The Angora cat is the Turkish Angora, just for the sake of clarity. Secondly, we should take cat breed personality with a pinch of salt. Perhaps this is being too cynical but we should be cautious in branding an entire group of cats with the same identical personality for the obvious reason that each cat is an individual with their own histories. Although selective breeding is likely to create some uniformity despite focusing on appearance.
Putting that intro aside for a moment, the Angora has been variously described as: affectionate, sweet, polite, courteous, responsive, gentle, fastidious, loyal, alert and intelligent. Sometimes they are shy and aloof and sometimes outgoing and gregarious.
You see what I mean? It’s like asking an astrologer to predict how your day will go: plenty of pleasant generalisations and nothing specific to play safe.
In 1834 (the date tells you how long this cat breed has been around) Sir William Jardine wrote:
“[Angora cats] are frequently kept in this country as drawing-room pets, and are said to be more mild and gentle in their tempers than the common cat…We have not hear much in praise of their utility.”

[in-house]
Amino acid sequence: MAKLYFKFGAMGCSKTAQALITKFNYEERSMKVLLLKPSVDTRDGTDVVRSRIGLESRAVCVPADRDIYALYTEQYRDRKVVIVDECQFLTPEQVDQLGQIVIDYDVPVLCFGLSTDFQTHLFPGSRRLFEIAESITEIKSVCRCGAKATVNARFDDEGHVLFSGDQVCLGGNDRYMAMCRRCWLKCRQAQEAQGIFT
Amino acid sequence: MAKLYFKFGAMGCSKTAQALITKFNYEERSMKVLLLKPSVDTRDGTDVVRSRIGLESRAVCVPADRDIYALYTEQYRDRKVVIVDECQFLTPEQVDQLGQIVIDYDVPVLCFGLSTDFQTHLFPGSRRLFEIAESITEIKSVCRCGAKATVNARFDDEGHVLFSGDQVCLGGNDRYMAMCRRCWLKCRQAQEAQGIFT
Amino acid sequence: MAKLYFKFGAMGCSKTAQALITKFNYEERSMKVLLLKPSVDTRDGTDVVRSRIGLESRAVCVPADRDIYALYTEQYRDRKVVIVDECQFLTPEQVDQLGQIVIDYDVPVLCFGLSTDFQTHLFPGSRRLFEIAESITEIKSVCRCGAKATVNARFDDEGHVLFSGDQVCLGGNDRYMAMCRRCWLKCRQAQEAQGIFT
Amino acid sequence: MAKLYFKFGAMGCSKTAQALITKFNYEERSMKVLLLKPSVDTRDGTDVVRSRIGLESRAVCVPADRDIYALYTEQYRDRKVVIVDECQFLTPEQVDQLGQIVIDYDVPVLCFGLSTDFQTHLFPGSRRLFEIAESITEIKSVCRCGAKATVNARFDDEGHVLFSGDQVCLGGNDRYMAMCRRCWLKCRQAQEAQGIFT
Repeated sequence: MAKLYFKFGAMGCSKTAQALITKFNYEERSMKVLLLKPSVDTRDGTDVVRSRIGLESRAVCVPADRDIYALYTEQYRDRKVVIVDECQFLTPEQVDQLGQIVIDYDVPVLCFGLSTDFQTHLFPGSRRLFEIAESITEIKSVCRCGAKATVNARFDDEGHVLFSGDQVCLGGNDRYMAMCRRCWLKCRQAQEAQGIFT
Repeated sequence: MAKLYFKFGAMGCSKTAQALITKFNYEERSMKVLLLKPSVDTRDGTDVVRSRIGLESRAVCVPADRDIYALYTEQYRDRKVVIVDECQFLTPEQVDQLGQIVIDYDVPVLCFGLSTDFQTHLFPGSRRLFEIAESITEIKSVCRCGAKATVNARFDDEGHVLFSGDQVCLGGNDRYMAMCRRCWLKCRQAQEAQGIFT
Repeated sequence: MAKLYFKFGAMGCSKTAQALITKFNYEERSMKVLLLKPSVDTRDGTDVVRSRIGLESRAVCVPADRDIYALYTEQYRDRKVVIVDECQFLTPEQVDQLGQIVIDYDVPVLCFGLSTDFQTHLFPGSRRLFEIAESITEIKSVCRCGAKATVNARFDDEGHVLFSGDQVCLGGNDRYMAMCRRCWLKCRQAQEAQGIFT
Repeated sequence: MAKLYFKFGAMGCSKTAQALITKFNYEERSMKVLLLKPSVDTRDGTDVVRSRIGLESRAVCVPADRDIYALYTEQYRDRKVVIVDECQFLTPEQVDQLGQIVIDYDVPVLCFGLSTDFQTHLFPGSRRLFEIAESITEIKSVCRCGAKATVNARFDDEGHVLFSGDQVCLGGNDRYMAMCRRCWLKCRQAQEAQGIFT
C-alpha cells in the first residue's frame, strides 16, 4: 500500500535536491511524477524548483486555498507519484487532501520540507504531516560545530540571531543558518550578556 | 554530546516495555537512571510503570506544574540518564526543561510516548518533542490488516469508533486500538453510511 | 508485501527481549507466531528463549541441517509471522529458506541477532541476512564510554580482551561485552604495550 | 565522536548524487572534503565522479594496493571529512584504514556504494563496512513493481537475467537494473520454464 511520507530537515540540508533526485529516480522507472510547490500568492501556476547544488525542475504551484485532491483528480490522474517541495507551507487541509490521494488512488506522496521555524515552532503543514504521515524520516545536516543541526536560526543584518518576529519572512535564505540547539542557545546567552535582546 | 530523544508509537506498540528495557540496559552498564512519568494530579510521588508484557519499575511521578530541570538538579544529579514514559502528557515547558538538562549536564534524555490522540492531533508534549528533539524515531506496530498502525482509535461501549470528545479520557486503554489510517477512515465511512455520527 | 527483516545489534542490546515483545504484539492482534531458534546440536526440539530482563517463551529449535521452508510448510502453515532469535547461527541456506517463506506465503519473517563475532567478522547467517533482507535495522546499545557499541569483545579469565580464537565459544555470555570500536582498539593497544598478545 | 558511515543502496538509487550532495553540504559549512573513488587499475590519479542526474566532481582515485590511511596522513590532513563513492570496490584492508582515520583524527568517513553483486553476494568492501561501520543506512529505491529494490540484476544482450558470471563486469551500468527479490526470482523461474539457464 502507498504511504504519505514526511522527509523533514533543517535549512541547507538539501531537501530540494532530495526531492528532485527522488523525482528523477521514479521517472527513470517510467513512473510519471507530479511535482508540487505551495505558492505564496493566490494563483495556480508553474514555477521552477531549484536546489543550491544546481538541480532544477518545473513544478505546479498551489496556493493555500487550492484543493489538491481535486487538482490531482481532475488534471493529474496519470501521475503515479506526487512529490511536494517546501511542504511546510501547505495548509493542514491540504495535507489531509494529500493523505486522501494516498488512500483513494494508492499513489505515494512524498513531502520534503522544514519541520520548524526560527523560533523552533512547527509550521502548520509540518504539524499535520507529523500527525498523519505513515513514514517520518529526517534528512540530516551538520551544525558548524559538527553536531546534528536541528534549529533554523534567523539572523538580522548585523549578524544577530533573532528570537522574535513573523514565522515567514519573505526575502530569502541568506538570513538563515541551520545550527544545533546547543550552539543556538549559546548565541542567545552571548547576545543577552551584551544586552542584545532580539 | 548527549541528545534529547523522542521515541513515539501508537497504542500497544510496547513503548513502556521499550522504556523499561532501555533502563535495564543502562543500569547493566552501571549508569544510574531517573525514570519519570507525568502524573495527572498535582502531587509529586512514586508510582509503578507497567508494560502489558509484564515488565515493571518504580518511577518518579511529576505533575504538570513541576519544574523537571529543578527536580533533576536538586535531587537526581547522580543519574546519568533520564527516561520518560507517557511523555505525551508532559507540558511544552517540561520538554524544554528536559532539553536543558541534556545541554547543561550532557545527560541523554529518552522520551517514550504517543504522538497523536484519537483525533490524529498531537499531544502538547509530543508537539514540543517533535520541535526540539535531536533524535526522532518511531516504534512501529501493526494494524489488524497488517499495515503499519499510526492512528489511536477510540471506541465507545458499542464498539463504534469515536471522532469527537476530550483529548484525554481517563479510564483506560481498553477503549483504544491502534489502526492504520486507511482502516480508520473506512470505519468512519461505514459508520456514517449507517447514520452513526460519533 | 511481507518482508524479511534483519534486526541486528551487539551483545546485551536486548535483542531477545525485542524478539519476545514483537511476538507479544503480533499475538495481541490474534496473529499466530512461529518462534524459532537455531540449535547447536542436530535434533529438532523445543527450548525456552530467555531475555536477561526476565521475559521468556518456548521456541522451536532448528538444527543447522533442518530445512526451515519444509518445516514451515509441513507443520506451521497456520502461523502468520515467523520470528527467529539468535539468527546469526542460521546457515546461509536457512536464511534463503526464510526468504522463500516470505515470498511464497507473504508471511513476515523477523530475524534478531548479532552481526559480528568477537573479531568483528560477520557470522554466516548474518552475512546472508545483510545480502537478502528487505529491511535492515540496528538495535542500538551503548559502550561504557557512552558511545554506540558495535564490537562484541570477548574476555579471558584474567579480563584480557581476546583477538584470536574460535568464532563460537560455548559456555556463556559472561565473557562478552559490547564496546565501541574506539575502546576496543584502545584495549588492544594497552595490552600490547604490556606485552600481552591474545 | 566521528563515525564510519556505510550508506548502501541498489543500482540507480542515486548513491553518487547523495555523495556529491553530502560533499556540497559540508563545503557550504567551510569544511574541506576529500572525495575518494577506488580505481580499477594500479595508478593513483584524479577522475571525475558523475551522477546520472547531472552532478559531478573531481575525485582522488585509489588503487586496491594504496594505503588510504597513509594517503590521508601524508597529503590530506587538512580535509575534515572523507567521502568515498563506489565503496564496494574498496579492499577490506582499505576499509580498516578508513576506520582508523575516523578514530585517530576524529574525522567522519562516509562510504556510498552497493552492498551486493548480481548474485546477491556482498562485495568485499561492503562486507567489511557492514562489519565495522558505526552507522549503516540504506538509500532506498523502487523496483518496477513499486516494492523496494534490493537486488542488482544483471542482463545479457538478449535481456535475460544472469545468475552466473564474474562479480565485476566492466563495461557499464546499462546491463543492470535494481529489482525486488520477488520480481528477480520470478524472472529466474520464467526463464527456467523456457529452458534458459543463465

It is nice to see that this description somewhat matches the general one earlier on this page. In 1868, Charles Ross, wrote the following about the Angora cat personality and appearance:
“The Cat of Angora [Ankara in Turkey] is a very beautiful variety, with silvery hair of fine silken texture… they are delicate creatures, and of gentle dispositions. Mr Wood, while staying in Paris, made the acquaintance of an Angora, which ate two plates of almond biscuits at a sitting. This breed of cat has singular tastes; I knew one that took kindly to gin and water, and was rather partial to curry. He also ate peas, greens and broad beans (in moderation).”
This was a time when there was no such thing as commercially prepared cat food. All domestic cats lived off human scraps. Although ‘Cats’ meat men were in the pet food home delivery business during the 18th and 19th centuries and into the 20th century‘ in Great Britain. This must have been a hungry cat and an example of the first vegetarian domestic cat!
Moving to more modern times, Gloria Stephens in her book with the cat photographer Tetsu Yamazaki, wrote this about the Turkish Angora temperament:
“The Turkish Angoras are elegant, active and intelligent cats. They are usually gentle, easygoing and affectionate..[they] are quick, this is quick-witted and quick moving and sometimes quick tempered.”
I have read the word ‘gentle’ quite a lot in describing this cat’s personality. I hope this page helps you decide whether to adopt one or not.
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